I’ve been a big fan of Miriam Makeba for a long time.  Our mom liked her because she often sang with Harry Belafonte, and mine and Holly’s first real exposure to her was when we attended Camp Narnia (YES it’s a real thing and YES it was exactly what it sounds like, including Live Action Role Play) where they played her song Pata Pata ad nauseum.  I rediscovered her in my late teens when I developed my unhealthy and ongoing obsession with Paul Simon – Makeba was Paul’s first choice to sing with him on his song Under African Skies from the greatest album of all time Graceland, but the record execs said Makeba sounded ‘too African’ so they had Linda Ronstadt sing instead (but Makeba did sing the part, with Xhosa ad libs for Paul’s live Graceland concert in Zimbabwe).  ANYWAY, the Click Song.  The first thing I noticed was actually how good the quality of the recording sounds compared to a lot of the stuff we’ve been listening to.  It’s clear and well balanced with Makeba in front, as she should be and everyone else nicely peppered through.  I like how the song starts with kind of a fade in, starting with Miriam, then back up singers and guitar.  The back up singers are super strong and I love that it sounds like it’s just a bunch of bass baritones, it gives the song a lot of depth.  I also really like the loud percussive claps.  Of COURSE her voice is great, pretty and strong and I love the growls in there too.  I also love the song that (despite Cher’s best efforts, ugh) the song can’t really be gentrified by white people (nor should it be) because of the clicks.  I love that Miriam showed us some of her culture and did it unapologetically.  She is missed.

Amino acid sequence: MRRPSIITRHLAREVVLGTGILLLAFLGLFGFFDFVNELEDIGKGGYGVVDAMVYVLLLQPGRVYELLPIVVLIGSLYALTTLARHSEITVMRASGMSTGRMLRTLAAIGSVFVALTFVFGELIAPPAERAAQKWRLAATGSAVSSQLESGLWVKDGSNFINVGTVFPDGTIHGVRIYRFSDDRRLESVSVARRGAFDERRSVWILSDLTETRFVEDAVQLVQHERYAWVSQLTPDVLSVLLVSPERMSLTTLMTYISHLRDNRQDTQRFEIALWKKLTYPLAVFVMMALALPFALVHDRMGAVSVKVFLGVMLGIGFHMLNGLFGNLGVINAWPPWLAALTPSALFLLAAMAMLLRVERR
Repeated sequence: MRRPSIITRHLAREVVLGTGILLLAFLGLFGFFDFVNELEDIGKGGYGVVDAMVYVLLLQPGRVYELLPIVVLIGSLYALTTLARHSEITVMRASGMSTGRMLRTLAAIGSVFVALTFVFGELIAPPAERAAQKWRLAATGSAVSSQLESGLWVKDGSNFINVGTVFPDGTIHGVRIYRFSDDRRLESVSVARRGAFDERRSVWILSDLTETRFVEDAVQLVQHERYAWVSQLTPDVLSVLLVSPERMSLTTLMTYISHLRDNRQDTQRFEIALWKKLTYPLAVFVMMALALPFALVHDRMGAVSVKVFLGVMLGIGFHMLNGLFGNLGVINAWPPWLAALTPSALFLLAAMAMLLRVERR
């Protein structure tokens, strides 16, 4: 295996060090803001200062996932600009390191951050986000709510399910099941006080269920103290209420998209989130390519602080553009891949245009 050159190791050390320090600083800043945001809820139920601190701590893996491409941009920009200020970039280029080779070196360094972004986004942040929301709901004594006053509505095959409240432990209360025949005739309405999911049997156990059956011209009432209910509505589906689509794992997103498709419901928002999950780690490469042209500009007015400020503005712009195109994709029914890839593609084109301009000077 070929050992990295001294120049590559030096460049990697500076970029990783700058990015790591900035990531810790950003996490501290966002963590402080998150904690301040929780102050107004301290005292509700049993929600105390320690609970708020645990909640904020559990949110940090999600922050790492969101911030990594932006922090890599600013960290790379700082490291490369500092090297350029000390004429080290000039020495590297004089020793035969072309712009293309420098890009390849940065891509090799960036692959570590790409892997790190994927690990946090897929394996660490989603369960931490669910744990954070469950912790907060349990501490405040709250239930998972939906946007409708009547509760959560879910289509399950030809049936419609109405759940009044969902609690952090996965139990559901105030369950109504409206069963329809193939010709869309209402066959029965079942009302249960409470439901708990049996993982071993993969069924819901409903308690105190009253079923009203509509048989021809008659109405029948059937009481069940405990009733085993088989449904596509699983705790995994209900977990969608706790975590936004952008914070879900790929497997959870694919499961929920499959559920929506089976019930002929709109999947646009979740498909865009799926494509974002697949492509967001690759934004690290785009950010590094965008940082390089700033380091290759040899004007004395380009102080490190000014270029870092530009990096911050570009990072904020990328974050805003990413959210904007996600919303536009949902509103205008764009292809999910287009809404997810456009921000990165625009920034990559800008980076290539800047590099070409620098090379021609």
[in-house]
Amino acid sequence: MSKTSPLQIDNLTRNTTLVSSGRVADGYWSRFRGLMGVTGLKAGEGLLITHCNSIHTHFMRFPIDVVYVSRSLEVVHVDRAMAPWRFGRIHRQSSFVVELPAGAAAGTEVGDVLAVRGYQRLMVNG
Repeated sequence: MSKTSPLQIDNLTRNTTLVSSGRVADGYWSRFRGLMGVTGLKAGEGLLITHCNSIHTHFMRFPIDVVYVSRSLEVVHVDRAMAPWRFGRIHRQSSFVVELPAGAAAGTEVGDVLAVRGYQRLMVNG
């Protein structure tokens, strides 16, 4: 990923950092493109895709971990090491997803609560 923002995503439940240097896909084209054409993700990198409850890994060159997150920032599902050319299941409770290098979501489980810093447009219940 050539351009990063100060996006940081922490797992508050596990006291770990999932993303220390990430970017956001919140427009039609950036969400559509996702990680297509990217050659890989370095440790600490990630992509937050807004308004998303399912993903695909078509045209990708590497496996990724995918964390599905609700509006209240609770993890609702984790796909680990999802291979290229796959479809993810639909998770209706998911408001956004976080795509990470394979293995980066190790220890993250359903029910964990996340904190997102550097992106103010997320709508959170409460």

HOLLY’S REVIEW:

How to review Miriam Makeba? Long long before I knew who she was, I’d heard her voice hundreds of times, and it’s hard to think of it from a distance. But, I think I’m pretty safe in saying that her voice is beautiful. It’s warm, deep, flexible, and so expressive. I love that Makeba is not afraid to talk to her audience about the songs she is singing, even on a record, and I love how impressive without being a novelty the clicking is on this song. The melody is simple enough, but with lots of flourishes and surprises. Makeba growls from time to time with a shocking depth, and I like the stomps or dry clacks or whatever happens near the end – it’s almost a nod to the clicking in Makeba’s voice. I really like how this song starts with just Makeba, and then instruments are added one at a time. The song, its structure, and its chords are fairly simple, with the melody being almost forgettable but somehow it’s still enticing. I like the backup singers, and the overall balance of this recording. It seems effortless for Makeba’s voice to float over the amount of activity going on in the background. This song is historically vital, and anything that helps to popularize Miriam Makeba is a win to me! This is not my favourite Miriam Makeba song ever, but it’s still a very pleasing listening experience. 

Average mark out of 10:

Holly: 8/10

Kelly: 8.5/10

Other notable versions of this song:

Ok, Miriam Makeba is one of a kind. But here’s Trevor Noah explaining the three types of clicks in the Xhosa language:

I’m very sorry to do this to you all, but here’s Cher – she eliminates the clicks, the soul, and the tuning from this song:

Listen with us!

Link to 1,001 Songs to Hear Before You Die spotify playlist:

Link to the Best of the Best 1,001 Songs to Hear Before You Die spotify playlist: